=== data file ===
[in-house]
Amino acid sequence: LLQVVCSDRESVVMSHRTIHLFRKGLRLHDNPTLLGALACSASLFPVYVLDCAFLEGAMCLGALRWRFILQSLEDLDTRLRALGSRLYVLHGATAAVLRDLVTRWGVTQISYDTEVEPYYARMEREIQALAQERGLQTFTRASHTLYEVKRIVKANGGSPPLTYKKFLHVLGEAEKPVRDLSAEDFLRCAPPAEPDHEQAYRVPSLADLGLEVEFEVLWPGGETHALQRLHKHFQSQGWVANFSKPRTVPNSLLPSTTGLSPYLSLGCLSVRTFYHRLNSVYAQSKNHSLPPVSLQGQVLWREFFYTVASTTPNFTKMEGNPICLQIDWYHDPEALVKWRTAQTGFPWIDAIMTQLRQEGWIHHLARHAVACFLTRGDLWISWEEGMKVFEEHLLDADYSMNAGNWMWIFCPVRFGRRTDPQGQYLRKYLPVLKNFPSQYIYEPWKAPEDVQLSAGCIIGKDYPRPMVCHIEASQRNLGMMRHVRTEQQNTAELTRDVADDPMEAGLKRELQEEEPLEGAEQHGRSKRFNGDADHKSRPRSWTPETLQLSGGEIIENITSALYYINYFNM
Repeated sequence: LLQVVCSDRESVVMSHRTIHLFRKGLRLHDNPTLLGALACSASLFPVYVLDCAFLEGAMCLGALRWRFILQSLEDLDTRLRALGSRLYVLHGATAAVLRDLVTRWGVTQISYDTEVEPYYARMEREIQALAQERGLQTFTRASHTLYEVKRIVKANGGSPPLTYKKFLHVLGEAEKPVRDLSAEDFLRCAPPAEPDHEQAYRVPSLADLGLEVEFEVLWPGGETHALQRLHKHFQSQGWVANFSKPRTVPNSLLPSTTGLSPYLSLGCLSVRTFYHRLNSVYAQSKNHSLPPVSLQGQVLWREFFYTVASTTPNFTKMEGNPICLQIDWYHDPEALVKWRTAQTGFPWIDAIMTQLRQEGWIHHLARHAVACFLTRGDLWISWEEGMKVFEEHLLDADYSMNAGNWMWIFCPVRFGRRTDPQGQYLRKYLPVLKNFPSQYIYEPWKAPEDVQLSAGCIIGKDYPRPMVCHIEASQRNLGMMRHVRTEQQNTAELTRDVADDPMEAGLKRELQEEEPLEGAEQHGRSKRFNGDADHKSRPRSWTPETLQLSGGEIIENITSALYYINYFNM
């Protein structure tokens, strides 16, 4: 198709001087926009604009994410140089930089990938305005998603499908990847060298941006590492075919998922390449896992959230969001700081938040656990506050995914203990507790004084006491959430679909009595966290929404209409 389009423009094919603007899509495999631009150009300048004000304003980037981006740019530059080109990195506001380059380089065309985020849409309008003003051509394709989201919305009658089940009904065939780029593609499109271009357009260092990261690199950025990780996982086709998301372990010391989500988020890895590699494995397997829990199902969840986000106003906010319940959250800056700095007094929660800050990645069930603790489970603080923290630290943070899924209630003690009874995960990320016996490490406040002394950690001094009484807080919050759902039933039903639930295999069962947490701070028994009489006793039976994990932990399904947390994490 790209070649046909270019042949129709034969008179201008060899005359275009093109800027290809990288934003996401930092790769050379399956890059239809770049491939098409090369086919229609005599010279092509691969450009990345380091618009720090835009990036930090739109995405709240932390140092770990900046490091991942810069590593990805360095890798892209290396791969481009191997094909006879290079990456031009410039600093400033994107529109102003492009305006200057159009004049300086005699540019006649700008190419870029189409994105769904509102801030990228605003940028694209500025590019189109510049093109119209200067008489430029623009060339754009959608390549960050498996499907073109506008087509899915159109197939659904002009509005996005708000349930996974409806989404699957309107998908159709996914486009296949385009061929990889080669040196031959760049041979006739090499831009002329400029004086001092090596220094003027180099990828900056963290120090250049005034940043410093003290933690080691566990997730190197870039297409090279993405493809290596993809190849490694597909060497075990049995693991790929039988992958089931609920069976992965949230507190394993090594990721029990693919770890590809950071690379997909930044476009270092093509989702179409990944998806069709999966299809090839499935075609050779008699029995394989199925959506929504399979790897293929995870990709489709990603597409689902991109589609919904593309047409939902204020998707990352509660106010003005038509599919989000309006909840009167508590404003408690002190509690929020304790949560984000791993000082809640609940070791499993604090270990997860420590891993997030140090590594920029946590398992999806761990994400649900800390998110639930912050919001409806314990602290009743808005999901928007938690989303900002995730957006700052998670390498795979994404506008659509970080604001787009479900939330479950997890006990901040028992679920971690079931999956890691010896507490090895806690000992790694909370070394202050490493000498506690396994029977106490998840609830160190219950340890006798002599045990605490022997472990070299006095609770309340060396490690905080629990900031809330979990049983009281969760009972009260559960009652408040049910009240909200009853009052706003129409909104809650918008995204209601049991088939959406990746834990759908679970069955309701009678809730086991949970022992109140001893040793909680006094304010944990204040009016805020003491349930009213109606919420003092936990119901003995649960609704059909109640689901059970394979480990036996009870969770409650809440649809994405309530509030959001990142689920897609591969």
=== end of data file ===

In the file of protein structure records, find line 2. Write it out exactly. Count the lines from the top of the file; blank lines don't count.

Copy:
Amino acid sequence: LLQVVCSDRESVVMSHRTIHLFRKGLRLHDNPTLLGALACSASLFPVYVLDCAFLEGAMCLGALRWRFILQSLEDLDTRLRALGSRLYVLHGATAAVLRDLVTRWGVTQISYDTEVEPYYARMEREIQALAQERGLQTFTRASHTLYEVKRIVKANGGSPPLTYKKFLHVLGEAEKPVRDLSAEDFLRCAPPAEPDHEQAYRVPSLADLGLEVEFEVLWPGGETHALQRLHKHFQSQGWVANFSKPRTVPNSLLPSTTGLSPYLSLGCLSVRTFYHRLNSVYAQSKNHSLPPVSLQGQVLWREFFYTVASTTPNFTKMEGNPICLQIDWYHDPEALVKWRTAQTGFPWIDAIMTQLRQEGWIHHLARHAVACFLTRGDLWISWEEGMKVFEEHLLDADYSMNAGNWMWIFCPVRFGRRTDPQGQYLRKYLPVLKNFPSQYIYEPWKAPEDVQLSAGCIIGKDYPRPMVCHIEASQRNLGMMRHVRTEQQNTAELTRDVADDPMEAGLKRELQEEEPLEGAEQHGRSKRFNGDADHKSRPRSWTPETLQLSGGEIIENITSALYYINYFNM